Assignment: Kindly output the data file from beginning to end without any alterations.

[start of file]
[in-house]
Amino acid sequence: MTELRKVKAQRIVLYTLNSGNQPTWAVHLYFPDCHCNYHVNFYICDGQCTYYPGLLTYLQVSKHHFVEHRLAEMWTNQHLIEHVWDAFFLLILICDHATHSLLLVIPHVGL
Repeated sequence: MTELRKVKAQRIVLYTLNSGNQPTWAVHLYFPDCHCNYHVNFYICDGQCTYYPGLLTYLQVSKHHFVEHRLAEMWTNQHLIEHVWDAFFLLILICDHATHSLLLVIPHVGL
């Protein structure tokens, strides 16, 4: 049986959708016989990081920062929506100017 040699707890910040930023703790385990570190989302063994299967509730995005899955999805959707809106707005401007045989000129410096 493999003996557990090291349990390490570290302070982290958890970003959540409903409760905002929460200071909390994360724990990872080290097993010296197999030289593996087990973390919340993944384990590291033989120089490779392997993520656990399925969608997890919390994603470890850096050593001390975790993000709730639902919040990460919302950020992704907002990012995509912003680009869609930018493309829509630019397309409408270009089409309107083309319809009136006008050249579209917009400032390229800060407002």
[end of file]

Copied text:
[in-house]
Amino acid sequence: MTELRKVKAQRIVLYTLNSGNQPTWAVHLYFPDCHCNYHVNFYICDGQCTYYPGLLTYLQVSKHHFVEHRLAEMWTNQHLIEHVWDAFFLLILICDHATHSLLLVIPHVGL
Repeated sequence: MTELRKVKAQRIVLYTLNSGNQPTWAVHLYFPDCHCNYHVNFYICDGQCTYYPGLLTYLQVSKHHFVEHRLAEMWTNQHLIEHVWDAFFLLILICDHATHSLLLVIPHVGL
């Protein structure tokens, strides 16, 4: 049986959708016989990081920062929506100017 040699707890910040930023703790385990570190989302063994299967509730995005899955999805959707809106707005401007045989000129410096 493999003996557990090291349990390490570290302070982290958890970003959540409903409760905002929460200071909390994360724990990872080290097993010296197999030289593996087990973390919340993944384990590291033989120089490779392997993520656990399925969608997890919390994603470890850096050593001390975790993000709730639902919040990460919302950020992704907002990012995509912003680009869609930018493309829509630019397309409408270009089409309107083309319809009136006008050249579209917009400032390229800060407002």